Home > Funded Projects > Plasma oxytocin and other appetite-regulating hormones in Prader-Willi syndrome before and after treatment with intranasal oxytocin

Prader Willi Syndrome is characterized by a range of well-recognised symptoms including overeating and other food obsessions, rage attacks or tantrums, skin-picking, obsessions, abnormalities of sleep breathing and body temperature, and diificulties in learning and understanding social cues. These difficulties have serious impacts on the health of individuals with PWS and their families. There is evidence from brain studies that PWS individuals have abnormalities in a part of the brain called the hypothalamus that are likely to be causing these abnormalities. A natural hormone derived from the hypothalamus, oxytocin may deficient.  In a clinical trial, the evaluating oxytocin nasal spray to assess its efficacy in improving these problems.  FPWR funding will support the accompanying analysis of patient blood samples to determine how plasma levels of oxytocin and other appetite related hormones change in PWS as a result of chronic intranasal treatment with oxytocin. Importantly, this study will also examine whether intranasal OT has lasting effects on the circulating levels of these various factors that can be correlated with improvements in appetite and sociability in the participants given intranasal oxytocin.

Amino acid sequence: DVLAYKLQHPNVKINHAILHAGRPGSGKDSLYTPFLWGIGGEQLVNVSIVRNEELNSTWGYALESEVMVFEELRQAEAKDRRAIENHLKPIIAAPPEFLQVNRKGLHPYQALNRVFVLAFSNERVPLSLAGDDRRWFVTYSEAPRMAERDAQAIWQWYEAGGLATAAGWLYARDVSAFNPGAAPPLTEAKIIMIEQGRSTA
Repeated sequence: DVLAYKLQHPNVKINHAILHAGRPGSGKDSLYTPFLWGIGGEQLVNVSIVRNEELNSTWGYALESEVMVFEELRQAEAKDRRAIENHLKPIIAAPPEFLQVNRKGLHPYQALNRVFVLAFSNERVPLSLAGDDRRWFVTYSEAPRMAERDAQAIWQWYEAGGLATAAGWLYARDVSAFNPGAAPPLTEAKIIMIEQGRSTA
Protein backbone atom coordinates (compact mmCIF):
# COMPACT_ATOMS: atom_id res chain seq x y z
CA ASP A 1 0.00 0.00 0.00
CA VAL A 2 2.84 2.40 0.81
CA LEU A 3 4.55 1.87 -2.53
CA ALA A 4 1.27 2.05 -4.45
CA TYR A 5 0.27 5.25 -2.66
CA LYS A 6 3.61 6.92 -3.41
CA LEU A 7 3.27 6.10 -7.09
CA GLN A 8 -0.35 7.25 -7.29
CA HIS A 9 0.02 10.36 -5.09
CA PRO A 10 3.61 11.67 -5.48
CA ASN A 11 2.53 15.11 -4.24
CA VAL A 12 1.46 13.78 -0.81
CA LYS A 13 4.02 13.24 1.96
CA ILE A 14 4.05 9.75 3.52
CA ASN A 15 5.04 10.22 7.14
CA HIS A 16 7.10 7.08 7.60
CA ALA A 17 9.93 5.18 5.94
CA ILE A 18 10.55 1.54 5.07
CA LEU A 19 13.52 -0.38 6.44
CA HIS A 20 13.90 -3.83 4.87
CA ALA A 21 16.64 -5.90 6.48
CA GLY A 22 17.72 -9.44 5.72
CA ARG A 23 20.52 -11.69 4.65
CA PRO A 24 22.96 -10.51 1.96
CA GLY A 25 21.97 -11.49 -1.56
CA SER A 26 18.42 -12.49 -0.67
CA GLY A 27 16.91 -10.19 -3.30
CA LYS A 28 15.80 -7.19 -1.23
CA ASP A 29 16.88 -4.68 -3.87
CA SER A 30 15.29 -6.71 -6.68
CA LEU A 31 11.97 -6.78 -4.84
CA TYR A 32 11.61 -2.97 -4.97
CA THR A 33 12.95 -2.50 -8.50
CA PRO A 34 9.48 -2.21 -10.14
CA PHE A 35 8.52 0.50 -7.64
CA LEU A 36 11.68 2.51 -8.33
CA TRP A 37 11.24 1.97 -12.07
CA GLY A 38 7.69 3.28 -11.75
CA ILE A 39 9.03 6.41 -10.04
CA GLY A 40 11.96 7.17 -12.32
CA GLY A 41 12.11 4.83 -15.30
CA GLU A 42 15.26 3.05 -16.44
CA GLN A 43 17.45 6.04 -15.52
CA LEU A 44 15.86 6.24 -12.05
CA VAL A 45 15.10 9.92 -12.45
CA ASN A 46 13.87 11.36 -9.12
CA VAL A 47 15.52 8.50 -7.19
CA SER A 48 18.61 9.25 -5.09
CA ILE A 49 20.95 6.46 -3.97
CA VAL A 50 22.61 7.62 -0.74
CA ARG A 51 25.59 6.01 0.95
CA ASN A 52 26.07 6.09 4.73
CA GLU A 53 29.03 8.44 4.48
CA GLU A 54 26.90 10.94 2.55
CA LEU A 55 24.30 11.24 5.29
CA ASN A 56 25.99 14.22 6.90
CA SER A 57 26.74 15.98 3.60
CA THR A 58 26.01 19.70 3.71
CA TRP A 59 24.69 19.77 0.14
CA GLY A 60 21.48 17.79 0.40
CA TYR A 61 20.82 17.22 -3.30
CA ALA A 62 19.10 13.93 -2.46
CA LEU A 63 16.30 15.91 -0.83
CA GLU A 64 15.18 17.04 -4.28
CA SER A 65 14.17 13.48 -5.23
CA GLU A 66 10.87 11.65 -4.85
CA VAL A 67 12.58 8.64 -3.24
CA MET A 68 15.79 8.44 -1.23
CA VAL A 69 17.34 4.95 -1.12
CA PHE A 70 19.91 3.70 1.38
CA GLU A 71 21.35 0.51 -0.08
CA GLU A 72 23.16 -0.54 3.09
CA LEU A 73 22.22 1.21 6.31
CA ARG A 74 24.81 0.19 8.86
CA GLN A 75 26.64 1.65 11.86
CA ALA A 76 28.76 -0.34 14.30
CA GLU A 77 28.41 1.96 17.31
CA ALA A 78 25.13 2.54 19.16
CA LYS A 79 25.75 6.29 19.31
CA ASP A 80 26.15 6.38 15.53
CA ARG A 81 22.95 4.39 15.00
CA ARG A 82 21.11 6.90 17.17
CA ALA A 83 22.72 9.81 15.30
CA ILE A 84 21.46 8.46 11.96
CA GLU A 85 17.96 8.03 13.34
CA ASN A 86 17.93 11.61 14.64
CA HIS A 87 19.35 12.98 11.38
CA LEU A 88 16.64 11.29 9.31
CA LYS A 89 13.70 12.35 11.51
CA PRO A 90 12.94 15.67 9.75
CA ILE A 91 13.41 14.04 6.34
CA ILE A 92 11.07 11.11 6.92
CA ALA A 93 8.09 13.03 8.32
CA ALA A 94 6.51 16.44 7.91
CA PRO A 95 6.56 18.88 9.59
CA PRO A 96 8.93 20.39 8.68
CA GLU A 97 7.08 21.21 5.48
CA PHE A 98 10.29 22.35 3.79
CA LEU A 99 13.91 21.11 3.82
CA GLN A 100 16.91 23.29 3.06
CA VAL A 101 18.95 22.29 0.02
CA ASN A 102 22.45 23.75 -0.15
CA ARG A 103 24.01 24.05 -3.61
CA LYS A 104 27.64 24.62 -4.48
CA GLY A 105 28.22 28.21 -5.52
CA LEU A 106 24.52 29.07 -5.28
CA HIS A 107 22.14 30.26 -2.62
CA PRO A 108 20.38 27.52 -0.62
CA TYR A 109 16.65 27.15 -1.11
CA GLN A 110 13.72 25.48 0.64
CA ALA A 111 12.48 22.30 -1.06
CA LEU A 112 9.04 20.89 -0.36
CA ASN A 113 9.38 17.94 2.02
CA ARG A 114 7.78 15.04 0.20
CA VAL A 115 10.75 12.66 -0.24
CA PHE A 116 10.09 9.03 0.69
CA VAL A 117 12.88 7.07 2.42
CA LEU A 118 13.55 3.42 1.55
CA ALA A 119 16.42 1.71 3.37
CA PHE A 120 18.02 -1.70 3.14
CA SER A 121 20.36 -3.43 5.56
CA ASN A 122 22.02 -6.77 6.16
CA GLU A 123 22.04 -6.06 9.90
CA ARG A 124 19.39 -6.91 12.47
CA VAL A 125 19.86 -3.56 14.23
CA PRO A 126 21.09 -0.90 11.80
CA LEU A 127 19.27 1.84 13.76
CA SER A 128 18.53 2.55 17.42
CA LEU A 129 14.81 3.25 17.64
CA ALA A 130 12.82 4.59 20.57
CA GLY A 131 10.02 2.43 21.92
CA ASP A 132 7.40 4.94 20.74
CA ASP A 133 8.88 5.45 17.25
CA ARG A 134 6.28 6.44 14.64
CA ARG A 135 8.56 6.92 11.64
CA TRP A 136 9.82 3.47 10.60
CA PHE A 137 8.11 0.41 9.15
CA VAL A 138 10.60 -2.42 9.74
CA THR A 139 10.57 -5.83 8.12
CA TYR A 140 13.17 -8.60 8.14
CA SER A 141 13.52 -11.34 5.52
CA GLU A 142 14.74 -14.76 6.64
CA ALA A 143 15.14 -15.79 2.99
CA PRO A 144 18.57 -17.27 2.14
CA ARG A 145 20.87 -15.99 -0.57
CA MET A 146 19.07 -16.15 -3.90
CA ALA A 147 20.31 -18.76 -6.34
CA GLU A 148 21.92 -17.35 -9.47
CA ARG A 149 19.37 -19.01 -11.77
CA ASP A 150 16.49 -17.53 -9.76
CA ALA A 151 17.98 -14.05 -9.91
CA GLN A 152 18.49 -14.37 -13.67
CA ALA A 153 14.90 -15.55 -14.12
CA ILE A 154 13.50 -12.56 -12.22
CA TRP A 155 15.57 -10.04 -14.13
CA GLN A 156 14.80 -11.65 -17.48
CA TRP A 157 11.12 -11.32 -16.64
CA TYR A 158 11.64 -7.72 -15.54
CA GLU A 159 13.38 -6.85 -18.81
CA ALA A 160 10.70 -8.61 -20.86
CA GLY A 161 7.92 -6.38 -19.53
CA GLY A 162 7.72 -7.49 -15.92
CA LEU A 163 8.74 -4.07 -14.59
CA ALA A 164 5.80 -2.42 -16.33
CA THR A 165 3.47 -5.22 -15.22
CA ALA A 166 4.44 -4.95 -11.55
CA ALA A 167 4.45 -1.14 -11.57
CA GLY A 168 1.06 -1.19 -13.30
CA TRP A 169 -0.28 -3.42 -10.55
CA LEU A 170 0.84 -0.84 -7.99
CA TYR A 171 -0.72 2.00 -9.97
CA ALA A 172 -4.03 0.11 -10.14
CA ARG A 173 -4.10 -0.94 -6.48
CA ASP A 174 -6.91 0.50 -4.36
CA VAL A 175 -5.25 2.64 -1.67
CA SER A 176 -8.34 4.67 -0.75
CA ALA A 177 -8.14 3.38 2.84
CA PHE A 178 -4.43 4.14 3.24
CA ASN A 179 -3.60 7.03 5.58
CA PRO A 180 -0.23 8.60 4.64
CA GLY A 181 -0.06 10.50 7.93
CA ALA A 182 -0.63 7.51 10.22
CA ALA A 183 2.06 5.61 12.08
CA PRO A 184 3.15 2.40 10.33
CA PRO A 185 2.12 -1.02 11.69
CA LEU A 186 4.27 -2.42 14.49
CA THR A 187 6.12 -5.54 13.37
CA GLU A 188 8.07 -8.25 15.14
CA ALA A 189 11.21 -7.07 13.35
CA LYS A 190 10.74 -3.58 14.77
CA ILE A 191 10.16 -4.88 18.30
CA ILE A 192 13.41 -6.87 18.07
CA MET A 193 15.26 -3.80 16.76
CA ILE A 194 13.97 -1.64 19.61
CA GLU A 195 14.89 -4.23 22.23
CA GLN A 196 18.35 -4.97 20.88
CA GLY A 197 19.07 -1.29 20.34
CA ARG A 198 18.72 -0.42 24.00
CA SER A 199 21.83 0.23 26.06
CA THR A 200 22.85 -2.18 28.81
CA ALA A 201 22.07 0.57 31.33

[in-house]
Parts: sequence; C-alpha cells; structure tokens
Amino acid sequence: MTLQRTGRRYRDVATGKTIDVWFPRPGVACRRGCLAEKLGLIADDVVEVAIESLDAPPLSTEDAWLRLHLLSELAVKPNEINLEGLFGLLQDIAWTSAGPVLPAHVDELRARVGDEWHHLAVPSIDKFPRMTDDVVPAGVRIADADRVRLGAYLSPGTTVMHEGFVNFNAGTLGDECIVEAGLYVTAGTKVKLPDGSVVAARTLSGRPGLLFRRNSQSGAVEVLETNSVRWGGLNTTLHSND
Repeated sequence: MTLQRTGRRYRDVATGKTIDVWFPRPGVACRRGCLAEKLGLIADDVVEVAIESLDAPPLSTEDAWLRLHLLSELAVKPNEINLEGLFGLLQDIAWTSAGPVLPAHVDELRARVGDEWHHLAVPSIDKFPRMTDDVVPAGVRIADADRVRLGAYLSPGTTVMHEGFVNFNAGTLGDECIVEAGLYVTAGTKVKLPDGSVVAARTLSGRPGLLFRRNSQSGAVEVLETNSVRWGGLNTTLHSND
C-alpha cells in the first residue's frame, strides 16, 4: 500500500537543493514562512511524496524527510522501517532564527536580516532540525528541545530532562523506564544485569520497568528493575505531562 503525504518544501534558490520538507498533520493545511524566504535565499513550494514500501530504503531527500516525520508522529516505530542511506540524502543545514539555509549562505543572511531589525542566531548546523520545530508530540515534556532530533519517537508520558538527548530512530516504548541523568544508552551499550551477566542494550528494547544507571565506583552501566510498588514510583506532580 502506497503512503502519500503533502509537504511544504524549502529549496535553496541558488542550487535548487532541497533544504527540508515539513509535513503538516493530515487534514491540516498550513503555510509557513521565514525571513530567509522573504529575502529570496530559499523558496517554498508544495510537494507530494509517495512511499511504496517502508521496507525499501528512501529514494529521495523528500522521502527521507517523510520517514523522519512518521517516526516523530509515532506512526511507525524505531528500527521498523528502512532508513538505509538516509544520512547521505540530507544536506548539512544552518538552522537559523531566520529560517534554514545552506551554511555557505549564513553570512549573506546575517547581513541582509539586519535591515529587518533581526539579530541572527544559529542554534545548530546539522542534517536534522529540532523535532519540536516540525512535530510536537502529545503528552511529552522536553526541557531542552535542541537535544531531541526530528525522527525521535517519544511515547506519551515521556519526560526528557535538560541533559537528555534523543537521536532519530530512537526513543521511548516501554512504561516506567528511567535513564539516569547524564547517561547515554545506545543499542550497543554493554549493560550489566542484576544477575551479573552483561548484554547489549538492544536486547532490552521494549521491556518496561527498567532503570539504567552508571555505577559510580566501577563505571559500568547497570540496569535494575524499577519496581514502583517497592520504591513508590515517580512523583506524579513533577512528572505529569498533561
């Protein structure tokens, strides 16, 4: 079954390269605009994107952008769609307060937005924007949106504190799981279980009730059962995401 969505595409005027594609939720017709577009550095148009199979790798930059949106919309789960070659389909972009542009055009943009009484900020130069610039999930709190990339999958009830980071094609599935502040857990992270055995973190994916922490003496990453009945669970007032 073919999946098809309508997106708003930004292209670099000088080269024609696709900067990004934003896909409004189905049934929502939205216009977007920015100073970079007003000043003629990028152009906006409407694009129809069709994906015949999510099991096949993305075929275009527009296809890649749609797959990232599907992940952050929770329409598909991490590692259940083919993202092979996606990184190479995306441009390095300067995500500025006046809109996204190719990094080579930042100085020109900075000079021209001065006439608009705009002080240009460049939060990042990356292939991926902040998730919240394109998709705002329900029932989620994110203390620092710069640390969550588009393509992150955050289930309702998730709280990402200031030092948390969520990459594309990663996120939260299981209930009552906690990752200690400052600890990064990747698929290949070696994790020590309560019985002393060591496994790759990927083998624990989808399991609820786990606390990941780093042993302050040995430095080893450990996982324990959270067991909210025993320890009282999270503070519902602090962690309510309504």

Funded Year:


Awarded to:

Steward Einfeld, MD




University of Sydney

Research Outcomes:

A double-blind randomized controlled trial of oxytocin nasal spray in Prader Willi syndrome